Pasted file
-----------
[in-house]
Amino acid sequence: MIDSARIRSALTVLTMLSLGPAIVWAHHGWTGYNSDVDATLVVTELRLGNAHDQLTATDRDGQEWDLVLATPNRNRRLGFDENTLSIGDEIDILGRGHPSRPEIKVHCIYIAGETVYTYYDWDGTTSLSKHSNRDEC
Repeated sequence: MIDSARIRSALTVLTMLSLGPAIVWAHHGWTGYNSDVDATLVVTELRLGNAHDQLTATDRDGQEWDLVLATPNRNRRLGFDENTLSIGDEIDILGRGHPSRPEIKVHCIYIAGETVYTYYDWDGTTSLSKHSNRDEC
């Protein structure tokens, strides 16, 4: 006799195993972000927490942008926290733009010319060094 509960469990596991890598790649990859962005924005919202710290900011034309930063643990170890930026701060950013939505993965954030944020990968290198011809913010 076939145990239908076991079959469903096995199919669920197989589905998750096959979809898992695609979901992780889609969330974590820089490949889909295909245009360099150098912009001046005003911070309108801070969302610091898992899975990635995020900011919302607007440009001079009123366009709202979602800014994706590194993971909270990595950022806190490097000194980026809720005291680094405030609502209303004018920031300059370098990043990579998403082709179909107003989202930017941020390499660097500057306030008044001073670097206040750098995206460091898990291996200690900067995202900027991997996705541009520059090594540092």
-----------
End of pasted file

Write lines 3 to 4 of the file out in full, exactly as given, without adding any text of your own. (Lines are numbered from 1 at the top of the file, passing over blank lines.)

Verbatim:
Repeated sequence: MIDSARIRSALTVLTMLSLGPAIVWAHHGWTGYNSDVDATLVVTELRLGNAHDQLTATDRDGQEWDLVLATPNRNRRLGFDENTLSIGDEIDILGRGHPSRPEIKVHCIYIAGETVYTYYDWDGTTSLSKHSNRDEC
């Protein structure tokens, strides 16, 4: 006799195993972000927490942008926290733009010319060094 509960469990596991890598790649990859962005924005919202710290900011034309930063643990170890930026701060950013939505993965954030944020990968290198011809913010 076939145990239908076991079959469903096995199919669920197989589905998750096959979809898992695609979901992780889609969330974590820089490949889909295909245009360099150098912009001046005003911070309108801070969302610091898992899975990635995020900011919302607007440009001079009123366009709202979602800014994706590194993971909270990595950022806190490097000194980026809720005291680094405030609502209303004018920031300059370098990043990579998403082709179909107003989202930017941020390499660097500057306030008044001073670097206040750098995206460091898990291996200690900067995202900027991997996705541009520059090594540092």